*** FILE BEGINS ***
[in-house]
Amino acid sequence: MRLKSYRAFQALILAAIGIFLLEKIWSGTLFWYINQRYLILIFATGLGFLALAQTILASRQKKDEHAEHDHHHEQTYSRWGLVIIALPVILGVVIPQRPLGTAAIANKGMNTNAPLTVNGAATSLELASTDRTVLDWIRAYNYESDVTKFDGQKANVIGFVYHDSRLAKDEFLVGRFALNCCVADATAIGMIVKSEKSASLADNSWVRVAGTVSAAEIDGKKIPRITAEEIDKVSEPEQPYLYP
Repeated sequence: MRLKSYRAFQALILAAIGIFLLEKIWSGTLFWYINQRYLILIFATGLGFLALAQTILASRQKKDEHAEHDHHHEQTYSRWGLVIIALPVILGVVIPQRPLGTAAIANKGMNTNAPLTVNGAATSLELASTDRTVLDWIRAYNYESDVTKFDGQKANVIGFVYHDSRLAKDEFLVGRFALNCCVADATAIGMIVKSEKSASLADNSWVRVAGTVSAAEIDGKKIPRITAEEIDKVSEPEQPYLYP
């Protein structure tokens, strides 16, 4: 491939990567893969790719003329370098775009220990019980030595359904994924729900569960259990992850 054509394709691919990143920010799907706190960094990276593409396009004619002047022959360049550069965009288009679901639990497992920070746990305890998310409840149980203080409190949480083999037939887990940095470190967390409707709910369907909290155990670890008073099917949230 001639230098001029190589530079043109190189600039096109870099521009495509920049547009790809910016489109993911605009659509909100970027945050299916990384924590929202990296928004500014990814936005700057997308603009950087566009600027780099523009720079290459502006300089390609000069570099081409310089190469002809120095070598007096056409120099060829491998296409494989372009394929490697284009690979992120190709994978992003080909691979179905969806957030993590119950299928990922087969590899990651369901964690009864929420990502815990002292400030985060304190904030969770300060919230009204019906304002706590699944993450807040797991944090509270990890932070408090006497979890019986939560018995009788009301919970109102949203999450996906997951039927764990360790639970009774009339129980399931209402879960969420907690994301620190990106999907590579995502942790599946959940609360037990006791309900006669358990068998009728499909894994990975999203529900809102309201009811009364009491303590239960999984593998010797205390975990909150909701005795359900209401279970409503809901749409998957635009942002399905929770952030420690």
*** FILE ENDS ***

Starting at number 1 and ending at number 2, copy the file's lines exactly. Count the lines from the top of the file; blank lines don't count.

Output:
[in-house]
Amino acid sequence: MRLKSYRAFQALILAAIGIFLLEKIWSGTLFWYINQRYLILIFATGLGFLALAQTILASRQKKDEHAEHDHHHEQTYSRWGLVIIALPVILGVVIPQRPLGTAAIANKGMNTNAPLTVNGAATSLELASTDRTVLDWIRAYNYESDVTKFDGQKANVIGFVYHDSRLAKDEFLVGRFALNCCVADATAIGMIVKSEKSASLADNSWVRVAGTVSAAEIDGKKIPRITAEEIDKVSEPEQPYLYP